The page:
[env-trinity] Eureka Reporter- Ninth Circuit court upholds restriction of salmon season

Tom Stokely tstokely at trinityalps.net
Mon Jul 10 10:47:49 PDT 2006

            Ninth Circuit court upholds restriction of salmon season 
            by Nathan Rushton, 7/7/2006 
            It was more bad news Thursday for the fishermen seeking a legal remedy to this summer’s drastically restricted salmon season, which has threatened the financial livelihood of West Coast fishermen and kept many boats docked.

            Despite the fishermen’s challenge, the Ninth Circuit Court of Appeals upheld the federal government’s action to restrict salmon fishing off a 700-mile stretch of Oregon and California coast because of low projected returns of salmon that will spawn naturally in the Klamath River.

            After numerous public hearings in the spring, the Pacific Fisheries Management Council recommended in April that the salmon season be significantly reduced because fewer than 25,000 chinook salmon were expected to return to the Klamath River — 10,000 below the baseline number that triggers stricter management.

            The suit against Department of Commerce Secretary Carlos Gutierrez and National Marine Fisheries Service directors objected to the 1989 regulation establishing the 35,000 natural spawner escapement number for the Klamath River on which the 2005 action was based, according to the court documents.

            The plaintiffs’ primary claim was that the Magnuson-Stevens Act forbids the NMFS to distinguish between natural and hatchery spawners for the purposes of making decisions on Klamath chinook management and conservation.

            In its opinion published Thursday, the court rejected the legal challenge brought by the 15 coastal fishermen and fishing business owner plaintiffs, which include the Oregon Trollers Association, the Suislaw Fishermen’s Association, as well as McKinleyville’s Cap’n Zach’s Crab House, which is now closed in the wake of a dismally delayed crab season.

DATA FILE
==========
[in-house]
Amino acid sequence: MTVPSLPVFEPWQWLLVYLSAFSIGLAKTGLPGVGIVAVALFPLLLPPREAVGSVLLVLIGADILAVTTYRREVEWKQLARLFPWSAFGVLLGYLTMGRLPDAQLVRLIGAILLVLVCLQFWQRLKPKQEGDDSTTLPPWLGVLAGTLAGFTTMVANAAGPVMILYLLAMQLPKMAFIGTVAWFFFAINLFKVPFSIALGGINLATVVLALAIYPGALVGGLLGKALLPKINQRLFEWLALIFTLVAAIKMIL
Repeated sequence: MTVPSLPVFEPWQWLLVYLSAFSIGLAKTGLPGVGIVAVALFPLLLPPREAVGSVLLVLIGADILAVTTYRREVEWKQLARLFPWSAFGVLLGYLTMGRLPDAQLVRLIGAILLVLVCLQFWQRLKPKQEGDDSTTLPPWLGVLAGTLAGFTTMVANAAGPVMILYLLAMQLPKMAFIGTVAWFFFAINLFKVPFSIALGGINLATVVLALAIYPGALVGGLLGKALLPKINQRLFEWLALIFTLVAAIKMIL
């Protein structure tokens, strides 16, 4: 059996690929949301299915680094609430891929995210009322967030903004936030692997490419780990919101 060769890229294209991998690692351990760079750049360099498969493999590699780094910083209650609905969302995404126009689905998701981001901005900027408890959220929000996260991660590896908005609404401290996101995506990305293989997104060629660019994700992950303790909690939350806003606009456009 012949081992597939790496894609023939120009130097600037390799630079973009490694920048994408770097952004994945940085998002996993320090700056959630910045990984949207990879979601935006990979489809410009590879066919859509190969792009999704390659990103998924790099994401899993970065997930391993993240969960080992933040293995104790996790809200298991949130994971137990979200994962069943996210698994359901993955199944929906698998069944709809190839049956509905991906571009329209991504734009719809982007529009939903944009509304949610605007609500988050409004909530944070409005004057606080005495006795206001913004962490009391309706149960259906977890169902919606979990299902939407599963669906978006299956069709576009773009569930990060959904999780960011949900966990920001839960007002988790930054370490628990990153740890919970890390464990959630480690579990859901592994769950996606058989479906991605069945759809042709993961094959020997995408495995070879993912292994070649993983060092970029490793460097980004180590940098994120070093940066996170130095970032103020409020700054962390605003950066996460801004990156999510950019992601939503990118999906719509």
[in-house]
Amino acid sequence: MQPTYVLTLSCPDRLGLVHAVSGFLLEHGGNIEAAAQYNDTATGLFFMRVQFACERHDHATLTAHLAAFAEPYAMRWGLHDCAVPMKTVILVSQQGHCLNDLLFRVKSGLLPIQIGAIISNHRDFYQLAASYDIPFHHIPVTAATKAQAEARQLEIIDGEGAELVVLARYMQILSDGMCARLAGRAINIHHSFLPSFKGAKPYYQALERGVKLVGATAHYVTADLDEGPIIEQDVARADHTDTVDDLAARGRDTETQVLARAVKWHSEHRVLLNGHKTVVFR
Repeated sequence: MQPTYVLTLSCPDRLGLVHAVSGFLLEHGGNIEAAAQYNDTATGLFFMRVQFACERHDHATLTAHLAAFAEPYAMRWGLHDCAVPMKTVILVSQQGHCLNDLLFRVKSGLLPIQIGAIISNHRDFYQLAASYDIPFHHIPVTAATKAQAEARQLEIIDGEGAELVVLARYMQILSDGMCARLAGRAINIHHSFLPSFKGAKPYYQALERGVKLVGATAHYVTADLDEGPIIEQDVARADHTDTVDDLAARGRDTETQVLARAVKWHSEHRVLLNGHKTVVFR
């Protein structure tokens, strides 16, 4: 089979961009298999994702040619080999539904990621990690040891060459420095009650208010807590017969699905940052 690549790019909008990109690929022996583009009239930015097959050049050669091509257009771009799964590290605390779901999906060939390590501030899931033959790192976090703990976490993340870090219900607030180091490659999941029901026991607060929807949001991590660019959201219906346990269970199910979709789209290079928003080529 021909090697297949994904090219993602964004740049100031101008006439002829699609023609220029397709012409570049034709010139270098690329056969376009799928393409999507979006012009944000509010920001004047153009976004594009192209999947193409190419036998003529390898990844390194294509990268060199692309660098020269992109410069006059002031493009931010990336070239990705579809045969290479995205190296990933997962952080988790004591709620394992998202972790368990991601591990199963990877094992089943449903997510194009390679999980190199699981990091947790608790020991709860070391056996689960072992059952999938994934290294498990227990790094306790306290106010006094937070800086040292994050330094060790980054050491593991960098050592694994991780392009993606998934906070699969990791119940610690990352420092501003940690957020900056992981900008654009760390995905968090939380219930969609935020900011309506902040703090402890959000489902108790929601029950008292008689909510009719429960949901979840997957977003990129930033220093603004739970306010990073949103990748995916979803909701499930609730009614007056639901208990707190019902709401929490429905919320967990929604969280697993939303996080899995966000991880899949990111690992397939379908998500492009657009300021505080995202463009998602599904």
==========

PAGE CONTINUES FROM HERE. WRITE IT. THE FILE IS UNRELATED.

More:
The Hoopa Valley and Yurok tribes, whose reservations rely on salmon caught from the Klamath River and its tributaries for food, intervened in support of the NMFS decision.

            Russ Brooks, managing attorney for the Pacific Legal Foundation who represented the fishermen, said in a news release following the ruling Thursday that the Magnuson-Stevens Fisheries Act requires federal regulators to manage all members of a species the same way.

            “Hatchery chinook are not only biologically identical to those that will spawn naturally, but many hatchery chinook do return to spawn naturally,” Brooks said.

            Indicating that the Marine Fisheries Service was wrong not to count all hatchery chinook as part of the returning chinook population, Brooks said the agency is “deliberately lowballing” the number of salmon that will return to the river.

            “If all hatchery chinook were counted as part of the population, the service would realize there is no need to drastically reduce salmon fishing,” Brooks said.

            Indicating that the court did not recognize the legal requirement that regulators must count all chinook, Brooks stated in the news release that the decision is ripe for an appeal before the full Ninth Circuit court and possibly the U.S. Supreme Court. 

      Copyright (C) 2005, The Eureka Reporter. All rights reserved.  
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